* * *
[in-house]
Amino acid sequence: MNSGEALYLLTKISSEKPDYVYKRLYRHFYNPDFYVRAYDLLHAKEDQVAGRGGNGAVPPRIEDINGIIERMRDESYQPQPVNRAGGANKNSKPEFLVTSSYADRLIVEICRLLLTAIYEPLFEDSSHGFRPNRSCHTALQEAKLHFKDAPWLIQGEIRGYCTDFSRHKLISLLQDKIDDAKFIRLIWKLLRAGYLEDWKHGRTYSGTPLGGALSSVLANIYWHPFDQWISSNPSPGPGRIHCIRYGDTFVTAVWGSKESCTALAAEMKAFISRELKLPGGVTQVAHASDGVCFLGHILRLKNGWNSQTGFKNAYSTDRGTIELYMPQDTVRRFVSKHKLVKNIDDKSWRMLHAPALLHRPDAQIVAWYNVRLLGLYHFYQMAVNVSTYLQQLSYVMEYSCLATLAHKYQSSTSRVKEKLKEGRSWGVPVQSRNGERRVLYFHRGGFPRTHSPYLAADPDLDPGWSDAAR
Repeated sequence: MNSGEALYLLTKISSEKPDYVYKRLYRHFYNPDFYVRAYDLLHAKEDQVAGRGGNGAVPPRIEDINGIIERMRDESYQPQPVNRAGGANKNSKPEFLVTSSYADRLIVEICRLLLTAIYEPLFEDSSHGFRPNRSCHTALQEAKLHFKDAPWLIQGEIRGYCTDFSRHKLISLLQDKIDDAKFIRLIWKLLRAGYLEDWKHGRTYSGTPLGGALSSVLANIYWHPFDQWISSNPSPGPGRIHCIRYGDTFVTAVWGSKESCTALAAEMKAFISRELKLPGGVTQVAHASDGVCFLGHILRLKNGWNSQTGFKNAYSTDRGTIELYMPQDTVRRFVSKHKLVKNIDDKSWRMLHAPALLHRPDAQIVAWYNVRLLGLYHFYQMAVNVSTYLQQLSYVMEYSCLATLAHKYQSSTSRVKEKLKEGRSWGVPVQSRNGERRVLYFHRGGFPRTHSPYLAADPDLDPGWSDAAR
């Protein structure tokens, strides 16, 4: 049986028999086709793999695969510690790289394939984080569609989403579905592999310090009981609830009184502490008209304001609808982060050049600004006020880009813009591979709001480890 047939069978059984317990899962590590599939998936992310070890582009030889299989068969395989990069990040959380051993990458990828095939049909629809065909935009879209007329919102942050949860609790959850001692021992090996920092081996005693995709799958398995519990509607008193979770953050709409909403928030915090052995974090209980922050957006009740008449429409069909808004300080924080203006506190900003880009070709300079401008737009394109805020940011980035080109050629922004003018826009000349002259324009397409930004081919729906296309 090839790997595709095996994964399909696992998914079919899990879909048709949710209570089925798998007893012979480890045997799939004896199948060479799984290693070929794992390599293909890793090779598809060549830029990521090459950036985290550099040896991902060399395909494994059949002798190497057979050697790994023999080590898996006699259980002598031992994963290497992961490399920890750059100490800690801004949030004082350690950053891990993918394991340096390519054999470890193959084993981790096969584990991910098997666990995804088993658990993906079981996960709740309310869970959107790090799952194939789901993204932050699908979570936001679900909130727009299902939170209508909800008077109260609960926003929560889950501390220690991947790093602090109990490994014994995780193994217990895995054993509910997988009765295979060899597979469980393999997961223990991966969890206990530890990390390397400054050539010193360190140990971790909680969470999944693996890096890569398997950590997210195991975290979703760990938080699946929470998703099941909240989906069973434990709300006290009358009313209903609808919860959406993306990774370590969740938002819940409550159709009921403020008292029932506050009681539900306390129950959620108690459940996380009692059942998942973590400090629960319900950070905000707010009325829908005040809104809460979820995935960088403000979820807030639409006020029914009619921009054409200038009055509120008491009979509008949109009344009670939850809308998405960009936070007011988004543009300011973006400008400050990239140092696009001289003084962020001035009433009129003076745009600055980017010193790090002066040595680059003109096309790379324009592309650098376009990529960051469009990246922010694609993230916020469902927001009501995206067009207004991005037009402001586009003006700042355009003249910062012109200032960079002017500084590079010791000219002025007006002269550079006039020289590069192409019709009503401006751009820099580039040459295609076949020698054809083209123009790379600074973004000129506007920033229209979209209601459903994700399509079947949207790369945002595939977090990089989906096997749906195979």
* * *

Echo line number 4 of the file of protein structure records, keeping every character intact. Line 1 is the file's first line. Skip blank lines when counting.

């Protein structure tokens, strides 16, 4: 049986028999086709793999695969510690790289394939984080569609989403579905592999310090009981609830009184502490008209304001609808982060050049600004006020880009813009591979709001480890 047939069978059984317990899962590590599939998936992310070890582009030889299989068969395989990069990040959380051993990458990828095939049909629809065909935009879209007329919102942050949860609790959850001692021992090996920092081996005693995709799958398995519990509607008193979770953050709409909403928030915090052995974090209980922050957006009740008449429409069909808004300080924080203006506190900003880009070709300079401008737009394109805020940011980035080109050629922004003018826009000349002259324009397409930004081919729906296309 090839790997595709095996994964399909696992998914079919899990879909048709949710209570089925798998007893012979480890045997799939004896199948060479799984290693070929794992390599293909890793090779598809060549830029990521090459950036985290550099040896991902060399395909494994059949002798190497057979050697790994023999080590898996006699259980002598031992994963290497992961490399920890750059100490800690801004949030004082350690950053891990993918394991340096390519054999470890193959084993981790096969584990991910098997666990995804088993658990993906079981996960709740309310869970959107790090799952194939789901993204932050699908979570936001679900909130727009299902939170209508909800008077109260609960926003929560889950501390220690991947790093602090109990490994014994995780193994217990895995054993509910997988009765295979060899597979469980393999997961223990991966969890206990530890990390390397400054050539010193360190140990971790909680969470999944693996890096890569398997950590997210195991975290979703760990938080699946929470998703099941909240989906069973434990709300006290009358009313209903609808919860959406993306990774370590969740938002819940409550159709009921403020008292029932506050009681539900306390129950959620108690459940996380009692059942998942973590400090629960319900950070905000707010009325829908005040809104809460979820995935960088403000979820807030639409006020029914009619921009054409200038009055509120008491009979509008949109009344009670939850809308998405960009936070007011988004543009300011973006400008400050990239140092696009001289003084962020001035009433009129003076745009600055980017010193790090002066040595680059003109096309790379324009592309650098376009990529960051469009990246922010694609993230916020469902927001009501995206067009207004991005037009402001586009003006700042355009003249910062012109200032960079002017500084590079010791000219002025007006002269550079006039020289590069192409019709009503401006751009820099580039040459295609076949020698054809083209123009790379600074973004000129506007920033229209979209209601459903994700399509079947949207790369945002595939977090990089989906096997749906195979």